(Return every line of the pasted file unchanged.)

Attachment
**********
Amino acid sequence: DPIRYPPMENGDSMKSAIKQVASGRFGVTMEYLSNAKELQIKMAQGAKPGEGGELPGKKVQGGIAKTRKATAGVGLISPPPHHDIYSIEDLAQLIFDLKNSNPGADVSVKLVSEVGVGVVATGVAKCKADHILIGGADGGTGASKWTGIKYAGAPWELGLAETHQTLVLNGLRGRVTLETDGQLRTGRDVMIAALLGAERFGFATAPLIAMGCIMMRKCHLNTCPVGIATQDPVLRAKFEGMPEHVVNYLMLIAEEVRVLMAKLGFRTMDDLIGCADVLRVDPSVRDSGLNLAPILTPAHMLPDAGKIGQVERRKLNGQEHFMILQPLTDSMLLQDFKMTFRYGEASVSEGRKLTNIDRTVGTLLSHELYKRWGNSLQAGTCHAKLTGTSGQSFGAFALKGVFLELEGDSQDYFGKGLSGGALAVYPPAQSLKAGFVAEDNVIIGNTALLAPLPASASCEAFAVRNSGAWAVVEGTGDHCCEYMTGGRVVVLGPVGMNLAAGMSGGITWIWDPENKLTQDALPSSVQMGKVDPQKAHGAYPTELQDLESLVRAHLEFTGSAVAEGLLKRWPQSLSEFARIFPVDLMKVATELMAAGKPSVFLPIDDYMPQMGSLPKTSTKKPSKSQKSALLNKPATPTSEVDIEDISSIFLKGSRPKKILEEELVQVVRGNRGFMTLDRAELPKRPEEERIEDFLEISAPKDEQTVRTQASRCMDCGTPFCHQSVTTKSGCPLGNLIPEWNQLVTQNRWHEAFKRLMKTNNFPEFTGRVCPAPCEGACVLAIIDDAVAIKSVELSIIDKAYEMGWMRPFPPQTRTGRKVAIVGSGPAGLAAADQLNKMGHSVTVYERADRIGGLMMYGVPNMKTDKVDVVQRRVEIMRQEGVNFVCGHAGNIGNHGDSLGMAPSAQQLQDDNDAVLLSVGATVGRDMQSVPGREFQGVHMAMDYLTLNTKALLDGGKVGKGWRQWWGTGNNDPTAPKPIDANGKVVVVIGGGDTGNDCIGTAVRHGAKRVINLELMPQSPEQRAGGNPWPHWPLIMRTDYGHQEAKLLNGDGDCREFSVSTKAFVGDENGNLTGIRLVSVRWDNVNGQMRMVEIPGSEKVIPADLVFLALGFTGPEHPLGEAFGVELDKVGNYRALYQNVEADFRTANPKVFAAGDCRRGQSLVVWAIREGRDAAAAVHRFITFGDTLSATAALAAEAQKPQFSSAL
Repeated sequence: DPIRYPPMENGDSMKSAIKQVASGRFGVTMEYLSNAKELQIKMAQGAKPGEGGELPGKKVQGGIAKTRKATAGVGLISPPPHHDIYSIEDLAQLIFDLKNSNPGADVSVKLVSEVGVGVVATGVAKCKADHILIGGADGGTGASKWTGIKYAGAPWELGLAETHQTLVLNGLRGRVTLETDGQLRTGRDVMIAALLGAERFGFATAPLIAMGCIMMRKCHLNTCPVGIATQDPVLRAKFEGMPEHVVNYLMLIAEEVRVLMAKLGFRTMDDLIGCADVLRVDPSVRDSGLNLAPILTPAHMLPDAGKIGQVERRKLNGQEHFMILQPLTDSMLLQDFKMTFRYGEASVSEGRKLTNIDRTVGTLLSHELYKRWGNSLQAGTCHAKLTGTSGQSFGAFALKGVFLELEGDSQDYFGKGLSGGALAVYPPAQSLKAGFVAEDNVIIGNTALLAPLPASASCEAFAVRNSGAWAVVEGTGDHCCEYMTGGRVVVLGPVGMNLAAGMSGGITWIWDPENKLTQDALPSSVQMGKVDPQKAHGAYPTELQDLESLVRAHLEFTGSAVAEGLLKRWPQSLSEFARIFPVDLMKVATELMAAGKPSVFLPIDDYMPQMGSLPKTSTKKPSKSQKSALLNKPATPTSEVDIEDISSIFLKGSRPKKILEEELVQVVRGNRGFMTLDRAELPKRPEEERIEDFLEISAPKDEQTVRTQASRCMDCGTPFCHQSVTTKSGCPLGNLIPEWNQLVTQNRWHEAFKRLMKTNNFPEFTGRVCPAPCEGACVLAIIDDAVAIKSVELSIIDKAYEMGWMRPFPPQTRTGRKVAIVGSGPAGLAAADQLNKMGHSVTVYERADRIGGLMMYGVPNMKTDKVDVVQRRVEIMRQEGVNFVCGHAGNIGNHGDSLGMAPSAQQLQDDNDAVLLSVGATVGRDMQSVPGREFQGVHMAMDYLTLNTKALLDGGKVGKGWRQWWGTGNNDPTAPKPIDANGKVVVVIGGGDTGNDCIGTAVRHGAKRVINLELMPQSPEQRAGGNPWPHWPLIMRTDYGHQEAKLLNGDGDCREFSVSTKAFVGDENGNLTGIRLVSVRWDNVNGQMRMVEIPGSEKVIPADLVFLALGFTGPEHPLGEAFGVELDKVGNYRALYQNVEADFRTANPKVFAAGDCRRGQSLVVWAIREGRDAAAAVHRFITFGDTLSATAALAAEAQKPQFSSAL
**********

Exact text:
Amino acid sequence: DPIRYPPMENGDSMKSAIKQVASGRFGVTMEYLSNAKELQIKMAQGAKPGEGGELPGKKVQGGIAKTRKATAGVGLISPPPHHDIYSIEDLAQLIFDLKNSNPGADVSVKLVSEVGVGVVATGVAKCKADHILIGGADGGTGASKWTGIKYAGAPWELGLAETHQTLVLNGLRGRVTLETDGQLRTGRDVMIAALLGAERFGFATAPLIAMGCIMMRKCHLNTCPVGIATQDPVLRAKFEGMPEHVVNYLMLIAEEVRVLMAKLGFRTMDDLIGCADVLRVDPSVRDSGLNLAPILTPAHMLPDAGKIGQVERRKLNGQEHFMILQPLTDSMLLQDFKMTFRYGEASVSEGRKLTNIDRTVGTLLSHELYKRWGNSLQAGTCHAKLTGTSGQSFGAFALKGVFLELEGDSQDYFGKGLSGGALAVYPPAQSLKAGFVAEDNVIIGNTALLAPLPASASCEAFAVRNSGAWAVVEGTGDHCCEYMTGGRVVVLGPVGMNLAAGMSGGITWIWDPENKLTQDALPSSVQMGKVDPQKAHGAYPTELQDLESLVRAHLEFTGSAVAEGLLKRWPQSLSEFARIFPVDLMKVATELMAAGKPSVFLPIDDYMPQMGSLPKTSTKKPSKSQKSALLNKPATPTSEVDIEDISSIFLKGSRPKKILEEELVQVVRGNRGFMTLDRAELPKRPEEERIEDFLEISAPKDEQTVRTQASRCMDCGTPFCHQSVTTKSGCPLGNLIPEWNQLVTQNRWHEAFKRLMKTNNFPEFTGRVCPAPCEGACVLAIIDDAVAIKSVELSIIDKAYEMGWMRPFPPQTRTGRKVAIVGSGPAGLAAADQLNKMGHSVTVYERADRIGGLMMYGVPNMKTDKVDVVQRRVEIMRQEGVNFVCGHAGNIGNHGDSLGMAPSAQQLQDDNDAVLLSVGATVGRDMQSVPGREFQGVHMAMDYLTLNTKALLDGGKVGKGWRQWWGTGNNDPTAPKPIDANGKVVVVIGGGDTGNDCIGTAVRHGAKRVINLELMPQSPEQRAGGNPWPHWPLIMRTDYGHQEAKLLNGDGDCREFSVSTKAFVGDENGNLTGIRLVSVRWDNVNGQMRMVEIPGSEKVIPADLVFLALGFTGPEHPLGEAFGVELDKVGNYRALYQNVEADFRTANPKVFAAGDCRRGQSLVVWAIREGRDAAAAVHRFITFGDTLSATAALAAEAQKPQFSSAL
Repeated sequence: DPIRYPPMENGDSMKSAIKQVASGRFGVTMEYLSNAKELQIKMAQGAKPGEGGELPGKKVQGGIAKTRKATAGVGLISPPPHHDIYSIEDLAQLIFDLKNSNPGADVSVKLVSEVGVGVVATGVAKCKADHILIGGADGGTGASKWTGIKYAGAPWELGLAETHQTLVLNGLRGRVTLETDGQLRTGRDVMIAALLGAERFGFATAPLIAMGCIMMRKCHLNTCPVGIATQDPVLRAKFEGMPEHVVNYLMLIAEEVRVLMAKLGFRTMDDLIGCADVLRVDPSVRDSGLNLAPILTPAHMLPDAGKIGQVERRKLNGQEHFMILQPLTDSMLLQDFKMTFRYGEASVSEGRKLTNIDRTVGTLLSHELYKRWGNSLQAGTCHAKLTGTSGQSFGAFALKGVFLELEGDSQDYFGKGLSGGALAVYPPAQSLKAGFVAEDNVIIGNTALLAPLPASASCEAFAVRNSGAWAVVEGTGDHCCEYMTGGRVVVLGPVGMNLAAGMSGGITWIWDPENKLTQDALPSSVQMGKVDPQKAHGAYPTELQDLESLVRAHLEFTGSAVAEGLLKRWPQSLSEFARIFPVDLMKVATELMAAGKPSVFLPIDDYMPQMGSLPKTSTKKPSKSQKSALLNKPATPTSEVDIEDISSIFLKGSRPKKILEEELVQVVRGNRGFMTLDRAELPKRPEEERIEDFLEISAPKDEQTVRTQASRCMDCGTPFCHQSVTTKSGCPLGNLIPEWNQLVTQNRWHEAFKRLMKTNNFPEFTGRVCPAPCEGACVLAIIDDAVAIKSVELSIIDKAYEMGWMRPFPPQTRTGRKVAIVGSGPAGLAAADQLNKMGHSVTVYERADRIGGLMMYGVPNMKTDKVDVVQRRVEIMRQEGVNFVCGHAGNIGNHGDSLGMAPSAQQLQDDNDAVLLSVGATVGRDMQSVPGREFQGVHMAMDYLTLNTKALLDGGKVGKGWRQWWGTGNNDPTAPKPIDANGKVVVVIGGGDTGNDCIGTAVRHGAKRVINLELMPQSPEQRAGGNPWPHWPLIMRTDYGHQEAKLLNGDGDCREFSVSTKAFVGDENGNLTGIRLVSVRWDNVNGQMRMVEIPGSEKVIPADLVFLALGFTGPEHPLGEAFGVELDKVGNYRALYQNVEADFRTANPKVFAAGDCRRGQSLVVWAIREGRDAAAAVHRFITFGDTLSATAALAAEAQKPQFSSAL